ACDelco Radiators & Heating Components Shop Men's Watches Cloud Drive Photos nav_sap_SWP_6M_fly_beacon $5 Albums belkin All-New Fire TV Stick with Voice Remote Grocery Introducing Handmade Find the Best Purina Pro Plan for Your Pet Amazon Gift Card Offer wdftv wdftv wdftv  Amazon Echo Starting at $49.99 Kindle Voyage Nintendo Digital Games Shop Now Kids Halloween
The Night In Question: Stories (Vintage Contemporaries) and over one million other books are available for Amazon Kindle. Learn more

Enter your mobile number or email address below and we'll send you a link to download the free Kindle App. Then you can start reading Kindle books on your smartphone, tablet, or computer - no Kindle device required.

  • Apple
  • Android
  • Windows Phone
  • Android

To get the free app, enter your email address or mobile phone number.

The Night in Question: Stories 1st Edition

33 customer reviews
ISBN-13: 978-0679402183
ISBN-10: 0679402187
Why is ISBN important?
This bar-code number lets you verify that you're getting exactly the right version or edition of a book. The 13-digit and 10-digit formats both work.
Scan an ISBN with your phone
Use the Amazon App to scan ISBNs and compare prices.
Have one to sell? Sell on Amazon
More Buying Choices
16 New from $14.00 81 Used from $1.49 35 Collectible from $7.50
Free Two-Day Shipping for College Students with Amazon Student Free%20Two-Day%20Shipping%20for%20College%20Students%20with%20Amazon%20Student

Save up to 80% on Textbook Rentals Rent Textbooks

Editorial Reviews Review

Tobias Wolff has earned the deep respect of his many readers for direct, compelling stories marked by honesty and insight. The Night in Question is a collection of fifteen short works tied together by Wolff's upright style and unyielding interest in those moments when moral confusion crystallizes into clear, shining action and understanding. His characters, situations, and themes become familiar over time: children recognize the failings of their parents, men and women attempt to bridge the distance between themselves, and singular events shape everyday feelings into a new and more meaningful reality.

From Publishers Weekly

While some gifted writers make a show of their virtuosity, others, like Wolff, make what they do seem so artless that only upon reflection is the meticulous craftsmanship and intelligence of their work apparent. Wolff's first book of short fiction in over a decade (after his two acclaimed memoirs, This Boy's Life and In Pharaoh's Army) finds him writing at the top of the form. In each of the 14 stories in this splendid collection, Wolff's tone is unadorned, and a good number of the events he describes are just this side of prosaic; yet they are graced by an unerring sense of just how much depth can be mined from even a seemingly inconsequential situation. In "Firelight," an unnamed narrator recollects looking at rental apartments with his glamorous but impoverished mother; their brief interaction with another family showing them an apartment they can't possibly afford opens up into a meditation on home, family and belonging. The book begins with the wry and surprising "Mortals," in which a journalist is fired for writing the obituary of a man who proves to be very much alive. Other strong stories include "Flyboys," about an uneasy trio of youthful friends, and "The Chain," in which a man's desire for revenge after his daughter is attacked by a dog begets a cycle of violence with unforeseen consequences. In several stories, teenage protagonists and young men serving in Vietnam suddenly experience the instinct of self preservation; they and other characters learn to test the limits of their moral certitude. Wolff's characterizations are impeccable, his ear pitch-perfect and his eye unblinking yet compassionate. 30,000 first printing.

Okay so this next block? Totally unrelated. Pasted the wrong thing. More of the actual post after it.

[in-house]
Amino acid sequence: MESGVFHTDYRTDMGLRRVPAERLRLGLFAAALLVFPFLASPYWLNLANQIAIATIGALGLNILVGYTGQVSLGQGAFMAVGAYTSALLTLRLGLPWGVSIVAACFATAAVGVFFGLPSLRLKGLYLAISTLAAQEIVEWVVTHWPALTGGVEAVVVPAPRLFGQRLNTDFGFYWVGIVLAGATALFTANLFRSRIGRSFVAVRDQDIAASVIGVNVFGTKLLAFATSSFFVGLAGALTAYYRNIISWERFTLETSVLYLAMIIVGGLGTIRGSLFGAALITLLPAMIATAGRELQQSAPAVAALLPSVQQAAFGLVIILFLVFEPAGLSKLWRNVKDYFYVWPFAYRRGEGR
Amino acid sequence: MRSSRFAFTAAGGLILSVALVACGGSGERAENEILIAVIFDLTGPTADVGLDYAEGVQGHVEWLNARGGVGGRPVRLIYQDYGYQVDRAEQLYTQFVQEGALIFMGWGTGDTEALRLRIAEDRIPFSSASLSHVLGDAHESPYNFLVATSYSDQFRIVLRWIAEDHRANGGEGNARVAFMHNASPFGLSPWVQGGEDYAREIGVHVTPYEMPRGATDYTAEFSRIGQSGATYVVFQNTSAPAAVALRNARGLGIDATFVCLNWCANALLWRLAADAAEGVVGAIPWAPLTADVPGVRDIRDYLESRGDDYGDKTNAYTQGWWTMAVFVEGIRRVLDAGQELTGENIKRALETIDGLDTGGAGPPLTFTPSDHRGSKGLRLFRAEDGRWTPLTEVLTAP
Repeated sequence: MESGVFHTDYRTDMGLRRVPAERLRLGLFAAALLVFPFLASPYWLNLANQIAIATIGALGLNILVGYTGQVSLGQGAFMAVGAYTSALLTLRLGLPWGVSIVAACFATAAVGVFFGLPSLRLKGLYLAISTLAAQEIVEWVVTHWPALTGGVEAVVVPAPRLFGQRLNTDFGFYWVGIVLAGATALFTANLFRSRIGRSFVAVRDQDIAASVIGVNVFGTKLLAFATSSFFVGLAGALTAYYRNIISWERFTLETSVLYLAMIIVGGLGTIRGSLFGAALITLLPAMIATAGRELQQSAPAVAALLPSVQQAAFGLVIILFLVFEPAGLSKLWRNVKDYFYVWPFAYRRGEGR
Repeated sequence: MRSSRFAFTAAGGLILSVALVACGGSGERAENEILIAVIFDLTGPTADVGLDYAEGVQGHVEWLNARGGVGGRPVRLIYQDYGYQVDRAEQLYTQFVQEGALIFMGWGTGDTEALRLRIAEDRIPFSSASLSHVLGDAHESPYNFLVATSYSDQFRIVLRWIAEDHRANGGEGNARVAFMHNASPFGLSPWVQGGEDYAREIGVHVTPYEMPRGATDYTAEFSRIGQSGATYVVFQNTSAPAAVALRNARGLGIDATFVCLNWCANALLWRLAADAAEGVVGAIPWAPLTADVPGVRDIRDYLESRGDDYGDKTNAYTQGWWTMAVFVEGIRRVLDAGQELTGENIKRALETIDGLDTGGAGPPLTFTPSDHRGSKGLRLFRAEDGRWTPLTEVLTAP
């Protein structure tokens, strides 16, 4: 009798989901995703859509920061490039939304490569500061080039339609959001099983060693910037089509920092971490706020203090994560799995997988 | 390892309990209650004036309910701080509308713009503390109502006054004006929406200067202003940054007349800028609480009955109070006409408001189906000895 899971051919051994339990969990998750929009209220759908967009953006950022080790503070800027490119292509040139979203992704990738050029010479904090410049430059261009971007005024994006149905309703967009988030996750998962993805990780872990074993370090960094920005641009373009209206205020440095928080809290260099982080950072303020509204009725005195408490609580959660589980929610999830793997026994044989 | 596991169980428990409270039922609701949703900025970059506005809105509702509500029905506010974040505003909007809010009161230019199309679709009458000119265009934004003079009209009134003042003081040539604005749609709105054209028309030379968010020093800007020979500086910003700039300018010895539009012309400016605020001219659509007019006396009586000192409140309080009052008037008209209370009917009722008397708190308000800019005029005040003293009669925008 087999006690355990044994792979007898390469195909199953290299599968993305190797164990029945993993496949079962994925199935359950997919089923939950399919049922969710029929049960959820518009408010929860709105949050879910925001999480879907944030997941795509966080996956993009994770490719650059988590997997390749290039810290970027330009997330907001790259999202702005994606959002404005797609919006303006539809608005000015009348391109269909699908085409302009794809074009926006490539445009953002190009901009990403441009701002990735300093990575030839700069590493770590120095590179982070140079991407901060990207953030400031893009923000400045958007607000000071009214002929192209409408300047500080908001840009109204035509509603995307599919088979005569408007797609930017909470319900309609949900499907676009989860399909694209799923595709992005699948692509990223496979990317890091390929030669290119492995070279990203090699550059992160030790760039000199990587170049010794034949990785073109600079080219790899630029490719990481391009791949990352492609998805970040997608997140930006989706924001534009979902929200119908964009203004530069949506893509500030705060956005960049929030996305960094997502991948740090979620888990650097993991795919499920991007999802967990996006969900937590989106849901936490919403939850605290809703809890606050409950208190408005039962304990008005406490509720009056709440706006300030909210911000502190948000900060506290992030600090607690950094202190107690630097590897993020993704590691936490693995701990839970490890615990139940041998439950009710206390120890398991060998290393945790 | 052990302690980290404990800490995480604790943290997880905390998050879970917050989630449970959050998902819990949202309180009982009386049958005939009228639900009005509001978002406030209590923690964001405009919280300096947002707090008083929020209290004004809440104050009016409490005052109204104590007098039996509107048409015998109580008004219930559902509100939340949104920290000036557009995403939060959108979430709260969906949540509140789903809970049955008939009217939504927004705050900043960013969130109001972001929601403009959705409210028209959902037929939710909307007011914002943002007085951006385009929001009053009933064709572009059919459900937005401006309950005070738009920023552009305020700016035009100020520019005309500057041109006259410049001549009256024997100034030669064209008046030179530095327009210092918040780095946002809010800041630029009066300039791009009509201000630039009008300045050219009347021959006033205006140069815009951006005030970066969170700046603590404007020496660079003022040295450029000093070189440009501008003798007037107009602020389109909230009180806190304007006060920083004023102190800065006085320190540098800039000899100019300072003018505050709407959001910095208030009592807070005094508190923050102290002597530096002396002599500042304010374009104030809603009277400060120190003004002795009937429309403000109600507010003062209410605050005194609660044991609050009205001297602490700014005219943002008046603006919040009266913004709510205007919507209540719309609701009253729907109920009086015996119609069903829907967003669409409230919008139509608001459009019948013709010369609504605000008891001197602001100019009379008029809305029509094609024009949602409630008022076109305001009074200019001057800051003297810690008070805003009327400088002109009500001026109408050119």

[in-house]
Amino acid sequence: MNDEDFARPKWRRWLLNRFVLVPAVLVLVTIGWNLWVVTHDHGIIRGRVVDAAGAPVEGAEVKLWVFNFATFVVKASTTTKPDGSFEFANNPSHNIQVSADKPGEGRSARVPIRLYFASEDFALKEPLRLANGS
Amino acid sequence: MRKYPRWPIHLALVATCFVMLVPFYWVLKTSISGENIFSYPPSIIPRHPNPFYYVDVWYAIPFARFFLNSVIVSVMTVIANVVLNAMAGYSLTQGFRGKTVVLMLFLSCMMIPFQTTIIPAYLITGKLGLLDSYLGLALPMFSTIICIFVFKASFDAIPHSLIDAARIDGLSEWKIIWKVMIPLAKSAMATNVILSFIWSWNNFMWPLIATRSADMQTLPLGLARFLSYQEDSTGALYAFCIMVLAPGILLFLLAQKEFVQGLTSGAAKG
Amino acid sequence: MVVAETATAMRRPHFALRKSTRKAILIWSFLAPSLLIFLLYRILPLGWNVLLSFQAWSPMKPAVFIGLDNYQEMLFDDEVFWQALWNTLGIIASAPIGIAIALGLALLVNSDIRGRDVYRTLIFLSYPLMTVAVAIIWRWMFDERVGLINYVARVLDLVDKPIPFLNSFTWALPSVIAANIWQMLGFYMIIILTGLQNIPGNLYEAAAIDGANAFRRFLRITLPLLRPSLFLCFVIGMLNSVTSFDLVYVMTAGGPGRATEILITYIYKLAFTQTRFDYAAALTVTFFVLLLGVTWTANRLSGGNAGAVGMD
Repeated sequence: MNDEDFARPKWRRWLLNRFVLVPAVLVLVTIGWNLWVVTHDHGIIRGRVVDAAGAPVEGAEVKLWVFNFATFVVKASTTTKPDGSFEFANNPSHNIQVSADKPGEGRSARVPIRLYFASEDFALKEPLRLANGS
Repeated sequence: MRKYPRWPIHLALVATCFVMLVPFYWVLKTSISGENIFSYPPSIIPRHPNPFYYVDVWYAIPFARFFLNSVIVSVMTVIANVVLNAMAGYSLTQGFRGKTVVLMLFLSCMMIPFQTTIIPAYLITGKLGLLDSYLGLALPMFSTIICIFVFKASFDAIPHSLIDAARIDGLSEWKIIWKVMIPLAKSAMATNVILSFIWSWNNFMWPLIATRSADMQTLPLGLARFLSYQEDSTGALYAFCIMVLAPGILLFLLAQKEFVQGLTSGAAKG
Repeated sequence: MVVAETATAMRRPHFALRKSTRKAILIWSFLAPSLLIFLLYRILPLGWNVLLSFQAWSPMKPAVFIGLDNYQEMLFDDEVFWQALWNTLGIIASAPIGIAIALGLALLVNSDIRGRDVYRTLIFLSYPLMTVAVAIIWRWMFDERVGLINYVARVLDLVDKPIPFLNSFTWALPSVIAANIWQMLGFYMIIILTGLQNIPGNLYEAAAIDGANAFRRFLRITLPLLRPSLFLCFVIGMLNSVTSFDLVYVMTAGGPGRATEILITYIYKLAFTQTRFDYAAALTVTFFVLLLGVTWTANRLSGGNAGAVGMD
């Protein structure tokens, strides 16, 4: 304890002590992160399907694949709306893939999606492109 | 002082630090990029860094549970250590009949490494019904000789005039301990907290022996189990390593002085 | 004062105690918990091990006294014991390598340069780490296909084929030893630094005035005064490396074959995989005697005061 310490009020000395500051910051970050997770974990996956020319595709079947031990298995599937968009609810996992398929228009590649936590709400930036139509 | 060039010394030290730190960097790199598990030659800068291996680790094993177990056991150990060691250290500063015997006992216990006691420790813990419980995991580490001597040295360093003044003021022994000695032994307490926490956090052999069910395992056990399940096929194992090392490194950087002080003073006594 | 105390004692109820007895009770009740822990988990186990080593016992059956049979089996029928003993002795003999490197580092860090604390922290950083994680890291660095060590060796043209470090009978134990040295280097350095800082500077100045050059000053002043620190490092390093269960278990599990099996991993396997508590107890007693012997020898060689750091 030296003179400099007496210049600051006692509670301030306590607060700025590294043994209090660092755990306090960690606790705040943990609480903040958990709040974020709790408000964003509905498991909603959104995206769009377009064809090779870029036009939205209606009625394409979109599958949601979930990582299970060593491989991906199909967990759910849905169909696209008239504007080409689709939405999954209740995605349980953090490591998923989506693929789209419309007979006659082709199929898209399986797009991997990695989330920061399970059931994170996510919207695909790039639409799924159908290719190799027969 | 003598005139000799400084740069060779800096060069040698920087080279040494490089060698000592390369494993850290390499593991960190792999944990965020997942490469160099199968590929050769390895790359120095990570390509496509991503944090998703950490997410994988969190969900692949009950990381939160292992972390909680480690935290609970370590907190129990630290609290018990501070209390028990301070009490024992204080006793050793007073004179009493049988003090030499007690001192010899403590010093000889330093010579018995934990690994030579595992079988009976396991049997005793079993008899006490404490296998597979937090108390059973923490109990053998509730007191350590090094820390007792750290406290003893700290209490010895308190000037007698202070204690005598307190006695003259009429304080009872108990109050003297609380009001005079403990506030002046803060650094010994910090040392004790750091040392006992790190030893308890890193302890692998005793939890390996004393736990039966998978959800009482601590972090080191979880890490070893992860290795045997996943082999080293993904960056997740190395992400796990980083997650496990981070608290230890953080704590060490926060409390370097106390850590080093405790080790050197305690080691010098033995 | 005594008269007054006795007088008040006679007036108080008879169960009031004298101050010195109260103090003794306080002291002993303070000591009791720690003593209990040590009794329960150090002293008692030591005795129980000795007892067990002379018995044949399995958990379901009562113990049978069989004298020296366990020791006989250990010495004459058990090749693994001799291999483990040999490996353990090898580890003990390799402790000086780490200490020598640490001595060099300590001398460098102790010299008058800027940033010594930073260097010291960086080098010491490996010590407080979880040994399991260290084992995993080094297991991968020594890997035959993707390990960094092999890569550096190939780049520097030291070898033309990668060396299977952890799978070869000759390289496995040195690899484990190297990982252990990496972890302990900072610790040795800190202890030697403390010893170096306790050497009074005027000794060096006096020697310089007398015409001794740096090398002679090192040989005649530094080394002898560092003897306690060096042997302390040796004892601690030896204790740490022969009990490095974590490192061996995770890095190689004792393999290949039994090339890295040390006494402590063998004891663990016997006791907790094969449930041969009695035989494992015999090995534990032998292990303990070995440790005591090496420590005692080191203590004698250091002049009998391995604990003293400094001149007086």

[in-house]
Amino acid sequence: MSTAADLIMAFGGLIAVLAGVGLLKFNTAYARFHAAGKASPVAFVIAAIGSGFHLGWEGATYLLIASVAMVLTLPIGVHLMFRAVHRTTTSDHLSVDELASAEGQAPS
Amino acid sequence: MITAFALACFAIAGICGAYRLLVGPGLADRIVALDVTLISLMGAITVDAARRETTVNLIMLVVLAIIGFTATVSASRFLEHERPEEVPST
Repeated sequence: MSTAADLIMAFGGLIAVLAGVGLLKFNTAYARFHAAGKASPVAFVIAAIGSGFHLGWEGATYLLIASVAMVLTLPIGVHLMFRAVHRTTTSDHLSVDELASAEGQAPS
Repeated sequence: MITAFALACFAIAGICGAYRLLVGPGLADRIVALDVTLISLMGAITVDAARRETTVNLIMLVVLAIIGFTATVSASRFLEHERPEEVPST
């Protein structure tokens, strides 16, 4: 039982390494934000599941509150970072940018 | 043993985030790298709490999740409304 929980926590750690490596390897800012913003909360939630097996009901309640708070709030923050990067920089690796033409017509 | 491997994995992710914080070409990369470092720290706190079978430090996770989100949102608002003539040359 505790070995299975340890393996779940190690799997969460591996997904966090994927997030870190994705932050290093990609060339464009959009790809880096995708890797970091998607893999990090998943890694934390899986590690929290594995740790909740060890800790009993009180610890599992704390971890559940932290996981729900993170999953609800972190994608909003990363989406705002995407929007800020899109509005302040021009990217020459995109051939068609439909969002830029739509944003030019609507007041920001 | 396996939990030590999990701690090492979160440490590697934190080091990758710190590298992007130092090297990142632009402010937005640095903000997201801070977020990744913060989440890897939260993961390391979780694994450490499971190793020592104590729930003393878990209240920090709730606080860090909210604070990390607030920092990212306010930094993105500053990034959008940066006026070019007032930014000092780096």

Copyright 1996 Reed Business Information, Inc.

See all Editorial Reviews

Best Books of the Month
Best Books of the Month
Want to know our Editors' picks for the best books of the month? Browse Best Books of the Month, featuring our favorite new books in more than a dozen categories.

Product Details

  • Hardcover: 224 pages
  • Publisher: Knopf; 1st edition (October 8, 1996)
  • Language: English
  • ISBN-10: 0679402187
  • ISBN-13: 978-0679402183
  • Product Dimensions: 5.7 x 1 x 9.3 inches
  • Shipping Weight: 15.5 ounces
  • Average Customer Review: 4.5 out of 5 stars  See all reviews (33 customer reviews)
  • Amazon Best Sellers Rank: #382,448 in Books (See Top 100 in Books)

More About the Author

Discover books, learn about writers, read author blogs, and more.

Customer Reviews

Most Helpful Customer Reviews

37 of 37 people found the following review helpful By jmz VINE VOICE on September 20, 2003
Format: Hardcover
First let me just state that the whole of The Night In Question by Tobias Wolff is really great. Each story is written in such a way that you feel like someone really familiar is just talking to you -- face to face -- and you don't want to leave.
Second, if you can't read the whole book of short stories for some reason (you would really need a good one), then you need to spend some time reading the last story in the collect, Bullet in the Brain. I read this story in another collection of short stories by contemporary authors, and it's always been in the back of my head as one of the best. I just finished reading The Night in Question, and Bullet in the Brain was the ending of Wolff's collection. Having the chance to read the story again without seeking it out was great.